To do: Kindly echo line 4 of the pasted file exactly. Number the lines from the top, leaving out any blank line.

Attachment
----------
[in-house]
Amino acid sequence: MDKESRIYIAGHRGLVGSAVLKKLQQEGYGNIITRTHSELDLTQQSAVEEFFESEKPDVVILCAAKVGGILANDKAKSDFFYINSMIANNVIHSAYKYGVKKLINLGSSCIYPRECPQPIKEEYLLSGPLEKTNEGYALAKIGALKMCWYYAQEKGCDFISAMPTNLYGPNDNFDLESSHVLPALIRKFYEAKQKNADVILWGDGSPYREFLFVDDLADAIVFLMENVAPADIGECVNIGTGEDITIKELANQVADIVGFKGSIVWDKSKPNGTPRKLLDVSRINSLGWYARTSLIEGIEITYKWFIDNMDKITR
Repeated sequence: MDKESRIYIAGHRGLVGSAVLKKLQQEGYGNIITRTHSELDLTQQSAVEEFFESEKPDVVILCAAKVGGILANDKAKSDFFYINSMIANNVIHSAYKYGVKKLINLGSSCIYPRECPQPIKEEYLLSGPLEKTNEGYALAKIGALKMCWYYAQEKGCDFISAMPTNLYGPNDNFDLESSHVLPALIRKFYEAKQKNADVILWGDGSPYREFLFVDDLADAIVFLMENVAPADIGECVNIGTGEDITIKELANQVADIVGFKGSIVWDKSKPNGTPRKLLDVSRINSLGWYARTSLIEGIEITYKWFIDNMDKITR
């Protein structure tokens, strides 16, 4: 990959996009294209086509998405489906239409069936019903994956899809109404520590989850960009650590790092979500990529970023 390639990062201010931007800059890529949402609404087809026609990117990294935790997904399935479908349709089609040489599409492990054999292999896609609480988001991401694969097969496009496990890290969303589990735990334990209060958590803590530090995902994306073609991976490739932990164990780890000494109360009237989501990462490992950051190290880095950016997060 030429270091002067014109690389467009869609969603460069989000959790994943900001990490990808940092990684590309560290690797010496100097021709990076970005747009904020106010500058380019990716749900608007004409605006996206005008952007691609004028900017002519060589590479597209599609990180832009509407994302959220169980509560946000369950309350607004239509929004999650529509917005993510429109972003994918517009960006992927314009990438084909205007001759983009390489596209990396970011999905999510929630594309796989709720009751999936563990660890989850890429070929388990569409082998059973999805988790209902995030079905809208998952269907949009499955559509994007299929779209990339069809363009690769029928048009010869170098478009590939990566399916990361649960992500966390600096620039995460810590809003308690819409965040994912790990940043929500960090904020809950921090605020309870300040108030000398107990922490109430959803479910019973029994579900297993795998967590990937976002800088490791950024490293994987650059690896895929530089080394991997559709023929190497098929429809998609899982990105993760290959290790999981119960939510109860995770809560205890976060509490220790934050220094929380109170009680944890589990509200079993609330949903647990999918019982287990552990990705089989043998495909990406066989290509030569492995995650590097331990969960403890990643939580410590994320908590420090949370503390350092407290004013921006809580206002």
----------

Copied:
């Protein structure tokens, strides 16, 4: 990959996009294209086509998405489906239409069936019903994956899809109404520590989850960009650590790092979500990529970023 390639990062201010931007800059890529949402609404087809026609990117990294935790997904399935479908349709089609040489599409492990054999292999896609609480988001991401694969097969496009496990890290969303589990735990334990209060958590803590530090995902994306073609991976490739932990164990780890000494109360009237989501990462490992950051190290880095950016997060 030429270091002067014109690389467009869609969603460069989000959790994943900001990490990808940092990684590309560290690797010496100097021709990076970005747009904020106010500058380019990716749900608007004409605006996206005008952007691609004028900017002519060589590479597209599609990180832009509407994302959220169980509560946000369950309350607004239509929004999650529509917005993510429109972003994918517009960006992927314009990438084909205007001759983009390489596209990396970011999905999510929630594309796989709720009751999936563990660890989850890429070929388990569409082998059973999805988790209902995030079905809208998952269907949009499955559509994007299929779209990339069809363009690769029928048009010869170098478009590939990566399916990361649960992500966390600096620039995460810590809003308690819409965040994912790990940043929500960090904020809950921090605020309870300040108030000398107990922490109430959803479910019973029994579900297993795998967590990937976002800088490791950024490293994987650059690896895929530089080394991997559709023929190497098929429809998609899982990105993760290959290790999981119960939510109860995770809560205890976060509490220790934050220094929380109170009680944890589990509200079993609330949903647990999918019982287990552990990705089989043998495909990406066989290509030569492995995650590097331990969960403890990643939580410590994320908590420090949370503390350092407290004013921006809580206002």